Neurofeedback Practitioner Factors Related to Client Adherence

Jonathan E. Larson, Lindsay L. Sheehan, Thomas P. Cothran, Kelly O'Neill, Bethany Apa

Abstract


Introduction. This study systematically identified, extracted, and organized neurofeedback (NFB) practitioner factors connected to client adherence. It is important to understand this connection because increased adherence leads to improved NFB outcomes. A previous NFB conceptual framework and previous NFB client adherence findings were used to guide the current study.

Method. One hundred and ninety-eight NFB practitioners completed online surveys gathering demographic information and ratings of practice behaviors and characteristics. For data set analyses, this study utilized SPSS version 20 for descriptive statistics, frequencies, means, standard deviations, ranges, Pearson product-moment correlation analyses, and independent samples t-tests.

Results. Findings indicated that the following significantly correlated with client adherence: (a) practitioner technical and interpersonal techniques; (b) practitioner commitment to improving technical and interpersonal skills; and (c) practitioner confidence displayed during sessions. Results also indicated commitment correlated separately with techniques and confidence. These results suggested that practitioners engaging in self-NFB sessions reported significantly higher adherence rates compared to practitioners not engaging in self-NFB sessions. Findings demonstrated that practitioners conducting ≧ 40 monthly NFB sessions reported significantly higher adherence rates compared to practitioners conducting < 40 monthly NFB sessions.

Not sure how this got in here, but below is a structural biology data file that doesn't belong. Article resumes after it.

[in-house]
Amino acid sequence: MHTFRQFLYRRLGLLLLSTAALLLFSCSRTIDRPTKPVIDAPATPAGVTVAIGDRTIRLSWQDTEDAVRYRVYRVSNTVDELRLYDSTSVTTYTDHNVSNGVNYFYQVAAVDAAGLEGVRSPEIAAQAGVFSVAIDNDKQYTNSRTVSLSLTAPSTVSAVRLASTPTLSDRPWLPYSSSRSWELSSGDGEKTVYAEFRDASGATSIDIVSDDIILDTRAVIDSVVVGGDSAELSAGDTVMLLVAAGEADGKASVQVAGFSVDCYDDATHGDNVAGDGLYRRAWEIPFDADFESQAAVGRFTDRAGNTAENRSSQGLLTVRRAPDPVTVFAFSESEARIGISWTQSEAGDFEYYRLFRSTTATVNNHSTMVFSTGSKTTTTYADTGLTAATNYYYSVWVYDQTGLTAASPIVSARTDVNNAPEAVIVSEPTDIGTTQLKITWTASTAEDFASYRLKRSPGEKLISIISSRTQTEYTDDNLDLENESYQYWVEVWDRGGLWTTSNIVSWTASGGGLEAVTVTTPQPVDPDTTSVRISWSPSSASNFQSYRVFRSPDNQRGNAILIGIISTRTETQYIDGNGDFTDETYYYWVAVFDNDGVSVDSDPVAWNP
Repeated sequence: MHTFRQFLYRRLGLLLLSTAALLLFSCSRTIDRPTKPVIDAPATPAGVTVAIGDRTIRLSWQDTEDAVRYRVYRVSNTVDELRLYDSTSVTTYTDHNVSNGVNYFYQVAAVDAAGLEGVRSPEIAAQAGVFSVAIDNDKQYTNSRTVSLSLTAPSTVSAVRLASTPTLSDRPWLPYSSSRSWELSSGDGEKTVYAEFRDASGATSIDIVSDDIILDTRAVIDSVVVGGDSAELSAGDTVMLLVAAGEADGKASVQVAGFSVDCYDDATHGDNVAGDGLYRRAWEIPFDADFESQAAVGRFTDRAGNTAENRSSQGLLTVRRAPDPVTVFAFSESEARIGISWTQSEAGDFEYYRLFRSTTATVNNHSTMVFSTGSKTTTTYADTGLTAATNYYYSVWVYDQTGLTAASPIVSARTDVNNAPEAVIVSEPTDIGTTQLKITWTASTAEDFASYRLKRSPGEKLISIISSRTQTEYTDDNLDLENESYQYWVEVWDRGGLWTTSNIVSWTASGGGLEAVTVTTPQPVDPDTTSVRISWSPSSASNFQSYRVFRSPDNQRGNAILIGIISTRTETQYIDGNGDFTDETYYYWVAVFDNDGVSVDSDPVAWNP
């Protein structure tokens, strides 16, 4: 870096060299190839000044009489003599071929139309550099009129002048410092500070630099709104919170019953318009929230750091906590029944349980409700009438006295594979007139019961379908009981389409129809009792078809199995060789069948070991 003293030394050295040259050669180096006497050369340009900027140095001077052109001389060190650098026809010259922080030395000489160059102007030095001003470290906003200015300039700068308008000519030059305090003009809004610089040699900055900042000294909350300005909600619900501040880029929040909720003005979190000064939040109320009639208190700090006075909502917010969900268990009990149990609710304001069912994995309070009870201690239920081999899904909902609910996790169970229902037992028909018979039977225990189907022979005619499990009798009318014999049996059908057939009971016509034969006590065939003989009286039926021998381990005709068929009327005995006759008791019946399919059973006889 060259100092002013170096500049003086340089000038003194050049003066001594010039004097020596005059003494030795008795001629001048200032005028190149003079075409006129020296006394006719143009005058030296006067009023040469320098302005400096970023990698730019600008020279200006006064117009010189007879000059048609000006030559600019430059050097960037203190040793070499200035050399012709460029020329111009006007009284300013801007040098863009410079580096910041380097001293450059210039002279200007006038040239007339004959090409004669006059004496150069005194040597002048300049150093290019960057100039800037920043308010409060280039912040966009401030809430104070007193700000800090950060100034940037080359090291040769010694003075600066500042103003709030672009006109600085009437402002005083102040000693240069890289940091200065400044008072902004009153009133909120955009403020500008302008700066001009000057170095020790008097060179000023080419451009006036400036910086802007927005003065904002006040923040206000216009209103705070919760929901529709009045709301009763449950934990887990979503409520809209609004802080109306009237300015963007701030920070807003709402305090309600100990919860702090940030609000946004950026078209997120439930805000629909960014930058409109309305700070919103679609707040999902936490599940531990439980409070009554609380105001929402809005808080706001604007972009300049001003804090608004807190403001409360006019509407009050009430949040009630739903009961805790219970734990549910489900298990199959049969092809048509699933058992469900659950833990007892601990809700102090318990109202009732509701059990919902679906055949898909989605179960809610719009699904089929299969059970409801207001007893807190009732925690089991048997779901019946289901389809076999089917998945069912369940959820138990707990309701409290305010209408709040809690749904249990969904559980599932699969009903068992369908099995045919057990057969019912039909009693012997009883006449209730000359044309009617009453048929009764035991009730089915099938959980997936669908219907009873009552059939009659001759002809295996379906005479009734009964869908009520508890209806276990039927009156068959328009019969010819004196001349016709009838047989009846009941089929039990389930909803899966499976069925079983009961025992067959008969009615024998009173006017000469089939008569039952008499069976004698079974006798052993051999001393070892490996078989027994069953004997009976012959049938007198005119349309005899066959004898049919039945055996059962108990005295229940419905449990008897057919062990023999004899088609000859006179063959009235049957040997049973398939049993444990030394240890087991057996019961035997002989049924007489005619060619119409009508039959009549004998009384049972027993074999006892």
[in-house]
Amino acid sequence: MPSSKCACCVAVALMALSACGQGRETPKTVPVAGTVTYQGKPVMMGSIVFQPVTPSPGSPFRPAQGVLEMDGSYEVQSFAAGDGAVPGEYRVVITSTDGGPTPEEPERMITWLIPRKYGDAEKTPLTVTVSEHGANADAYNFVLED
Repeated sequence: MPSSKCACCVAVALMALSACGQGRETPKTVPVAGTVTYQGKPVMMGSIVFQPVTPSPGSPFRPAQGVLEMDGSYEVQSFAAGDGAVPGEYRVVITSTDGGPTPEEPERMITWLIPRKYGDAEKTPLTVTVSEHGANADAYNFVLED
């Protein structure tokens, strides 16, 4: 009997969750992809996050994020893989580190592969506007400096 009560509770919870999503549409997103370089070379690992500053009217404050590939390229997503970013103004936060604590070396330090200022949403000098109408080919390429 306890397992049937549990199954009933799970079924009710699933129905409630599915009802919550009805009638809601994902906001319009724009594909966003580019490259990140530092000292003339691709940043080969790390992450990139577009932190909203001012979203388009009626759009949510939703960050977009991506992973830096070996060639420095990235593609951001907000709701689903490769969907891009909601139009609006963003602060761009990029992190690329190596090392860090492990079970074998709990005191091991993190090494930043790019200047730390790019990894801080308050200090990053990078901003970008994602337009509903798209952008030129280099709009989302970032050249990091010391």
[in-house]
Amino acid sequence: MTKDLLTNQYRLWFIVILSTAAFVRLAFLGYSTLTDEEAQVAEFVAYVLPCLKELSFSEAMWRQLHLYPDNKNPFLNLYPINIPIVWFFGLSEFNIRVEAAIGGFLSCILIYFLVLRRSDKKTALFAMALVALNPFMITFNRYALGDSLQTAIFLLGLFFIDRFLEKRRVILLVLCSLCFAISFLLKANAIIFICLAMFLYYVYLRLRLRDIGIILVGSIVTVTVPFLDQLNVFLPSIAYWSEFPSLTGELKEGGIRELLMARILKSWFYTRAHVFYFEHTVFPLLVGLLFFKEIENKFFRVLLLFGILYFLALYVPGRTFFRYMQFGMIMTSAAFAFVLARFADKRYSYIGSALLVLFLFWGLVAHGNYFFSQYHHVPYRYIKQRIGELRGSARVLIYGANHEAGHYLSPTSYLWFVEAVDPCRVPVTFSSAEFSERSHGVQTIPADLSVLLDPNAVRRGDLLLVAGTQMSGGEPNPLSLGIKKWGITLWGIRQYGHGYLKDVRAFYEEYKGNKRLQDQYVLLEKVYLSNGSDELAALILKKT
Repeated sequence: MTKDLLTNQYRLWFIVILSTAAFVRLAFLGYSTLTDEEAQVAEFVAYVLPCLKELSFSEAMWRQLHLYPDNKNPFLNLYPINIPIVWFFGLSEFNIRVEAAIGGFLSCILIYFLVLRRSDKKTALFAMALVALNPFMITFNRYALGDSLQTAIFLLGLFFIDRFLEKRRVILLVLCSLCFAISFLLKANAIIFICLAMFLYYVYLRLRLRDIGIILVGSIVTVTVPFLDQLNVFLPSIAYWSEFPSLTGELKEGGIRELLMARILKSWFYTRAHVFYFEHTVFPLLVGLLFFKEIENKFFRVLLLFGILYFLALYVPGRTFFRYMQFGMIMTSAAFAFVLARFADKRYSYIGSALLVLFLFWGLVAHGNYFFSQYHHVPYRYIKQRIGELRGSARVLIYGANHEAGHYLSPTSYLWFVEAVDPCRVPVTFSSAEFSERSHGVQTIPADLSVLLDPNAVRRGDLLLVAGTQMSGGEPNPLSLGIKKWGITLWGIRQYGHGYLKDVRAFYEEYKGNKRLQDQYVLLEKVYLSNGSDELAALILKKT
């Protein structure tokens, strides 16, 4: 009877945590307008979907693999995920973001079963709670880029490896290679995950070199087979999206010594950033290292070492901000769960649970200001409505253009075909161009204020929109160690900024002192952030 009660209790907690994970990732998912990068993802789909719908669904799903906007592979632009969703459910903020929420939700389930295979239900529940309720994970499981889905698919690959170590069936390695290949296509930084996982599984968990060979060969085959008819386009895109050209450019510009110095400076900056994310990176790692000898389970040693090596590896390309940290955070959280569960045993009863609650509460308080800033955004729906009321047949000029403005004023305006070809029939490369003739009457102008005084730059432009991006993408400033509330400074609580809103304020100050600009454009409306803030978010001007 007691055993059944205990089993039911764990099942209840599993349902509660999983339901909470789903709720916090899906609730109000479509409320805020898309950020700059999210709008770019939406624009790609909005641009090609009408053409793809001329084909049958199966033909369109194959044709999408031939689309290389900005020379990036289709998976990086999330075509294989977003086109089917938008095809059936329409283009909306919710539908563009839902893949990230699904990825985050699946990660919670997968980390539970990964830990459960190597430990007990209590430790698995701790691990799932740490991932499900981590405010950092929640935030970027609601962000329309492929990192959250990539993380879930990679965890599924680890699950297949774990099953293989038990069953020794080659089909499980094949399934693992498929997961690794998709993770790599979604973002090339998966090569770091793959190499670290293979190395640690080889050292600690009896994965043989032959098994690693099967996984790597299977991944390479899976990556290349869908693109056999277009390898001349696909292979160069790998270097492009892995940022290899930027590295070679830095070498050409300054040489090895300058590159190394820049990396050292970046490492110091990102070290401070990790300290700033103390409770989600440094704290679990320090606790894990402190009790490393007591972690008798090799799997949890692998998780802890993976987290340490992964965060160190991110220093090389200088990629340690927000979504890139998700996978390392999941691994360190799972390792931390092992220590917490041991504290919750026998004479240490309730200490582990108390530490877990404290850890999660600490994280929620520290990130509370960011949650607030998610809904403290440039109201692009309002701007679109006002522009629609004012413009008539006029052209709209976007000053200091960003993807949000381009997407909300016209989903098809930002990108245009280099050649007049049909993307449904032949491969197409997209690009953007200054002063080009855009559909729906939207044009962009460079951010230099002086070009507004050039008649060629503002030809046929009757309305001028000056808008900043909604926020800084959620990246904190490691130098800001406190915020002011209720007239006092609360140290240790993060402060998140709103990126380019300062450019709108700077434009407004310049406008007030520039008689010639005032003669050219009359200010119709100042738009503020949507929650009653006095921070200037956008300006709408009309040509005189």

Conclusion. This study concluded that practitioners with commitment to improving their technical and interpersonal expertise leads to increased confidence during NFB sessions, ultimately improving adherence and outcome rates. When averaging 40 or more NFB sessions with clients per month, practitioners provide themselves with continued opportunities to practice current and new technical and interpersonal skills. By conducting self-NFB, practitioners develop their own descriptions of physiological regulation and share their own results with clients, which in turn builds rapport and increases therapeutic bonds leading to higher adherence.


Keywords


Practitioners; neurofeedback; EEG biofeedback; brain-computer interface; adherence

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DOI: http://dx.doi.org/10.15540/nr.1.1.73

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